Re: [all candidates] DPL salary
Stefano Zacchiroli <email@example.com> writes:
> I totally agree with you and I'm worried about that. I've been lucky in
> having the flexibility needed to be DPL and I wish the same flexibility
> to the next DPL. But, in terms of Debian sustainability, I'm worried
> that we de facto rely on people having that kind of flexibility to be
> good DPLs. I believe we are losing, via preemptive self-selection, many
> good candidates (from IT or other fields) for precisely that reason.
> The ground shaking question to all candidates is then: what do you think
> of providing a DPL salary using Debian funds? I know it is a touchy
> topic, and I propose it on purpose :-P
I know this question isn't particularly aimed at me, but I'll answer
anyway: I really don't think that would help most of the time. For
example, if I were to consider running for DPL, the problem isn't as much
the income. Rather, it's that I have a job I like, and I don't want to
leave it. I have a hard time imagining circumstances under which I'd quit
my job to be DPL, and then be faced with having to find a new job after a
DPL term ended.
Some people may be able to take an unpaid leave of absence, in which case
being paid to be DPL might help, but now we're back to only talking about
people with unusually flexible work situations.
The major problem with volunteer roles that take more time than one can
reasonably do on the side of a full time job isn't so much the lack of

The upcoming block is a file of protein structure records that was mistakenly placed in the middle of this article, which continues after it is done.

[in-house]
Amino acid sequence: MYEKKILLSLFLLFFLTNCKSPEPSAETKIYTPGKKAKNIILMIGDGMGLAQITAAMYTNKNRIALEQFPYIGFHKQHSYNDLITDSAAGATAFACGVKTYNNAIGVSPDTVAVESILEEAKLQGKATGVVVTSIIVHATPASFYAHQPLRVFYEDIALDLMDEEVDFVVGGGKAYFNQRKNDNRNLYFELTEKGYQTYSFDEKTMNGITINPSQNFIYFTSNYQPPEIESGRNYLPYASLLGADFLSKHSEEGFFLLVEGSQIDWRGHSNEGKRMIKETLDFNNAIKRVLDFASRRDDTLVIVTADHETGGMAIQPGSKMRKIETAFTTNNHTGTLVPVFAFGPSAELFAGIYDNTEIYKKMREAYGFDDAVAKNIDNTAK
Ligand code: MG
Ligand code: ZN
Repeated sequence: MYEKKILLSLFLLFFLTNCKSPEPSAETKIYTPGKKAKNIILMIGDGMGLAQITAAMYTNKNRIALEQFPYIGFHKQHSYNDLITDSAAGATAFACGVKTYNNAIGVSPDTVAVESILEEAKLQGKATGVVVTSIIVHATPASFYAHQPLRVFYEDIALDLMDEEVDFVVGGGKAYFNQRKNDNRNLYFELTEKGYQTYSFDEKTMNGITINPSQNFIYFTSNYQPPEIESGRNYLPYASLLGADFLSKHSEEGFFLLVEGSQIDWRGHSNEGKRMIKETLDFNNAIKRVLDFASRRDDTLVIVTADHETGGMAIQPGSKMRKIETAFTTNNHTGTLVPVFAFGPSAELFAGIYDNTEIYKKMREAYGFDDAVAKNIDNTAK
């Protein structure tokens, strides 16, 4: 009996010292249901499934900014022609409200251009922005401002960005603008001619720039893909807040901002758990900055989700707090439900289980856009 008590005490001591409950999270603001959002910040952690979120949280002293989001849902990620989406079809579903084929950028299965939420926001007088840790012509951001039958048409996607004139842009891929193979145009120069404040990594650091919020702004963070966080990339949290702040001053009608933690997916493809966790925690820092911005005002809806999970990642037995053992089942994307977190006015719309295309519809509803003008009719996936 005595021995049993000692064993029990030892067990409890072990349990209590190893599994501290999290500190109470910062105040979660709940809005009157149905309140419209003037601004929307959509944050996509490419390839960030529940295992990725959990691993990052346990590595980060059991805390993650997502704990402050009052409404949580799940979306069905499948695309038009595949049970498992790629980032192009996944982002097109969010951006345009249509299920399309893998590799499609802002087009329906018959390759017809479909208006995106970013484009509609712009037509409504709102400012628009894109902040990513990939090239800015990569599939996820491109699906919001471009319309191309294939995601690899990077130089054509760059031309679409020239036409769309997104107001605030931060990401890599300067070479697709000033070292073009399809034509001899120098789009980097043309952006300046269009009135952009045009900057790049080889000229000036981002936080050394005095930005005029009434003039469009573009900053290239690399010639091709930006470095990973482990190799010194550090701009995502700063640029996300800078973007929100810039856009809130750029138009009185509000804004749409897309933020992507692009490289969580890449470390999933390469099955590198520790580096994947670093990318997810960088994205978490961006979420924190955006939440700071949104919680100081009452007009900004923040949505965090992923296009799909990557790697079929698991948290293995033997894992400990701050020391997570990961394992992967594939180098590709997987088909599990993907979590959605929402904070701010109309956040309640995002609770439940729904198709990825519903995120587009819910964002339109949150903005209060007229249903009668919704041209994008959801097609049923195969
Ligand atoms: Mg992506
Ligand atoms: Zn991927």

compensation as it is the lack of more hours in the day and the fact that
quitting one's job to concentrate on this sort of temporary work is rarely
a viable option for people who are holding full-time jobs. Even if the
work is paid, it's not permanent; you give up massive amounts of stability
and job security, and while some people will be in a position to do that,
most won't. If one is supporting a family, for instance, taking a job for
one year and then having no idea what one is going to do next is the sort
of arrangement normally only considered if one is already unemployed.
Another, unrelated problem is that fair wages vary *wildly* based on where
one is physically located. It wouldn't surprise me if they varied by more
than a factor of 10. That creates a really awkward situation when
determining what to pay a given DPL, or again limits the field of
For example, I live in the SF Bay Area. Fair market compensation here for
the sort of senior IT person that we would elect DPL is *at least*
$100,000 US per year, and at $100,000, people would generally be taking a
substantial pay cut because they believed in the organization.
Competitive wages would be more like $150,000. I suspect similar ranges
in Boston or New York. But that would be most likely be far, far above
competitive pay rates in many other places.
Russ Allbery (firstname.lastname@example.org) <http://www.eyrie.org/~eagle/>